The hub schools model proposed by Donaldson [ 12] centres around their role in ITE. As such, they have merit. If they are to be implemented as such, they would also function in part as centres of excellence. While good STEM teaching should be available in all schools, key features of hub schools as centres of excellence in STEM teaching would be their place within wider professional learning communities, their links with universities (including both ITE faculties and mainstream STEM departments) and perhaps with local industries, and their capacity to make available an enhanced level of provision of science, particularly at qualifications level, that might not be available in practice in all schools. For example, they might provide the capacity to broaden the science subject base (see Part 4A and recommendation 4.2) by delivering so-called 'low uptake' sciences (e.g. Environmental science, earth science, engineering, biotechnology) and in so doing building expertise in interdisciplinary science learning within and across wider learning communities that would otherwise not be widely accessible, thus ensuring greater equality of access.

Recommendation 5.1
It is recommended that the Scottish Government considers the development of hub schools as proposed in the Donaldson Report [12] and that hub schools with a STEM specialism fulfil the additional role of centres of excellence in STEM, with strong links to professional learning communities, universities (including ITE faculties and STEM departments) and industry, and with the capacity to make available a broad provision in science subjects and interdisciplinary science teaching.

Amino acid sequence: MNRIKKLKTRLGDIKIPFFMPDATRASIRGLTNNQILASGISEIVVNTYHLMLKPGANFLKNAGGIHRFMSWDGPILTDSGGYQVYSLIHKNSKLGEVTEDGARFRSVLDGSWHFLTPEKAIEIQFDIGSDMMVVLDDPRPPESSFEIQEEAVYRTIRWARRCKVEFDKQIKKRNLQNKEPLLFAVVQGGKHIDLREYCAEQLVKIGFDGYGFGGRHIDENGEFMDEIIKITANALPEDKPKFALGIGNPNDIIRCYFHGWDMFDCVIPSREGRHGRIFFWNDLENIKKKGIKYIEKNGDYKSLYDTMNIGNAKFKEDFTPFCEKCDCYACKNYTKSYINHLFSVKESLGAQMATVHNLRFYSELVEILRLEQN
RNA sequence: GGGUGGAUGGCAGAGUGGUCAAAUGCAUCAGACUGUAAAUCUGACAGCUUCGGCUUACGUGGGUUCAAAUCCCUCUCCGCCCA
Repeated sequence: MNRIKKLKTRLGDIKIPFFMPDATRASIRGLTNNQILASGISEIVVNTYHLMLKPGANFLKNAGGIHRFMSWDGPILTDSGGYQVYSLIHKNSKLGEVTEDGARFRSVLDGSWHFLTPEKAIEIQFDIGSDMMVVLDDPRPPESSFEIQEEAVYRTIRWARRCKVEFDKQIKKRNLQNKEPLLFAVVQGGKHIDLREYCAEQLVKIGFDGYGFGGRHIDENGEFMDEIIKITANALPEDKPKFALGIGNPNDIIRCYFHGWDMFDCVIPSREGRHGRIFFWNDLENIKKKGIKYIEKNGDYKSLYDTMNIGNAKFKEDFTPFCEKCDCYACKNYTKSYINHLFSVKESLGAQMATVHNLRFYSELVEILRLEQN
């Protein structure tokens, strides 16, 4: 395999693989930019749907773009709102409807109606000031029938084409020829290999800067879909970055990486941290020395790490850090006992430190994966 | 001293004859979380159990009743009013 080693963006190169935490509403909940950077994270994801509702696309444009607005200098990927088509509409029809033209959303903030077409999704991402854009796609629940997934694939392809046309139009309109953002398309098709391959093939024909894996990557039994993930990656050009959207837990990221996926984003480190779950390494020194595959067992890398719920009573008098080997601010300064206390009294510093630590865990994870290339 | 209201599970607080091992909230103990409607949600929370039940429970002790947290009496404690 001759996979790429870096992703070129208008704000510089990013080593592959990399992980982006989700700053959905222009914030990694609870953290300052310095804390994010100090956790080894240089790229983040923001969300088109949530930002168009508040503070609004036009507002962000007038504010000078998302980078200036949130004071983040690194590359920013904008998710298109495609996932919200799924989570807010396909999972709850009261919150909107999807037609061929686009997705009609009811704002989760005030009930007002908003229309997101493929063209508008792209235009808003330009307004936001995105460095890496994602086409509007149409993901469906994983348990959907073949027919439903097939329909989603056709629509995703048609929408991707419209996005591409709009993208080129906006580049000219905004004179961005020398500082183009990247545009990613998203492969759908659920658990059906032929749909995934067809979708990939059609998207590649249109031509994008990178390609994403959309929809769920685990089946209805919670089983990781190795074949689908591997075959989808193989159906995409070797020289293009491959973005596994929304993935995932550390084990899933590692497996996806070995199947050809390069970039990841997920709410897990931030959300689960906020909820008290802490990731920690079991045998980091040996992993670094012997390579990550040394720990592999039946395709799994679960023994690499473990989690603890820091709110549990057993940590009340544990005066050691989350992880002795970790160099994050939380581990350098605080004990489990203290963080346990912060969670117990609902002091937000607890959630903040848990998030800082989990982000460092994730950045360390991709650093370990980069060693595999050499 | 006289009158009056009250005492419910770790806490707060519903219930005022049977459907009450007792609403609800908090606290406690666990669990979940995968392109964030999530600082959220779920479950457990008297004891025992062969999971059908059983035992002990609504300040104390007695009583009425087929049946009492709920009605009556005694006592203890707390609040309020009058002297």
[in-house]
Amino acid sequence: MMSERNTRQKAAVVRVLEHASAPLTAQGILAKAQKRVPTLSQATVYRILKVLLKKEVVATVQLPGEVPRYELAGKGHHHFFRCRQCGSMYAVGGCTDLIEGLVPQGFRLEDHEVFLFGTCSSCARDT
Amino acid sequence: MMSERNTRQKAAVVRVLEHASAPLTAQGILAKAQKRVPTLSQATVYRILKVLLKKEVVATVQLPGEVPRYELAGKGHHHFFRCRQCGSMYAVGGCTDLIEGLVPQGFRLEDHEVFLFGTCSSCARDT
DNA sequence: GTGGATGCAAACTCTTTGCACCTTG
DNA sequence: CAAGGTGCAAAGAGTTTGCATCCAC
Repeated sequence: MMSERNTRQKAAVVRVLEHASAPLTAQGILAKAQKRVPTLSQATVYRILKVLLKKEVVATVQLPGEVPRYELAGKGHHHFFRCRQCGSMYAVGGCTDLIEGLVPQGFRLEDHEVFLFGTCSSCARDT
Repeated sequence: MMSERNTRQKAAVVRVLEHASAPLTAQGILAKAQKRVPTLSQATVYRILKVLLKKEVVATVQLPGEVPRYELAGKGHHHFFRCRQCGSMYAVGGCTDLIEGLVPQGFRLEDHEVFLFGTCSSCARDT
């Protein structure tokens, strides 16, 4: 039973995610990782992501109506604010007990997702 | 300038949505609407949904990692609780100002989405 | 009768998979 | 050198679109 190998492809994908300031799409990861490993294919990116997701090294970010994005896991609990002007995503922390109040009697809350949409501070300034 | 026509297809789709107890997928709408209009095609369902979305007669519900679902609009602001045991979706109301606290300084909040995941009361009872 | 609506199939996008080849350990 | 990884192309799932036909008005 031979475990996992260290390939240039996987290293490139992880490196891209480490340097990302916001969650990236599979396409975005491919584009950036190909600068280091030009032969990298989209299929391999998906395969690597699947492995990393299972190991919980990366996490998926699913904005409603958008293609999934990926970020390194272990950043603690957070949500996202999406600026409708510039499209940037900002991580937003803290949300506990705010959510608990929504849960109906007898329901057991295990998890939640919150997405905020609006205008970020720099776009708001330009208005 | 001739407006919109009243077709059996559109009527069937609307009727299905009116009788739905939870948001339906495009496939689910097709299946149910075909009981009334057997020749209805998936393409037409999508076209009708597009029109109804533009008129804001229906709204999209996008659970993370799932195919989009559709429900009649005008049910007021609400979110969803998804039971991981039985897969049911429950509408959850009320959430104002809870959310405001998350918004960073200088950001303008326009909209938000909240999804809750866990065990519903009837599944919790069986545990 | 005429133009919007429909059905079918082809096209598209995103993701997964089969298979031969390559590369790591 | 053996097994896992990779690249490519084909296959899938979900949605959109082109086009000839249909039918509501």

Professional Learning Communities ( PLCs)

"Great teaching is a team sport.''

Background and research evidence

A recurring theme in this report is the need for teachers, educators, colleges and universities, business and industry, CPD providers, professional and learned societies, local authorities and other organisations and stakeholders to work together in partnerships. This may occur in virtual groupings or through face-to-face collaborations. Some partnerships (clusters and networks) already exist, providing working models. The concept of educational partnerships has been formalised under the heading of Professional Learning Communities [70] .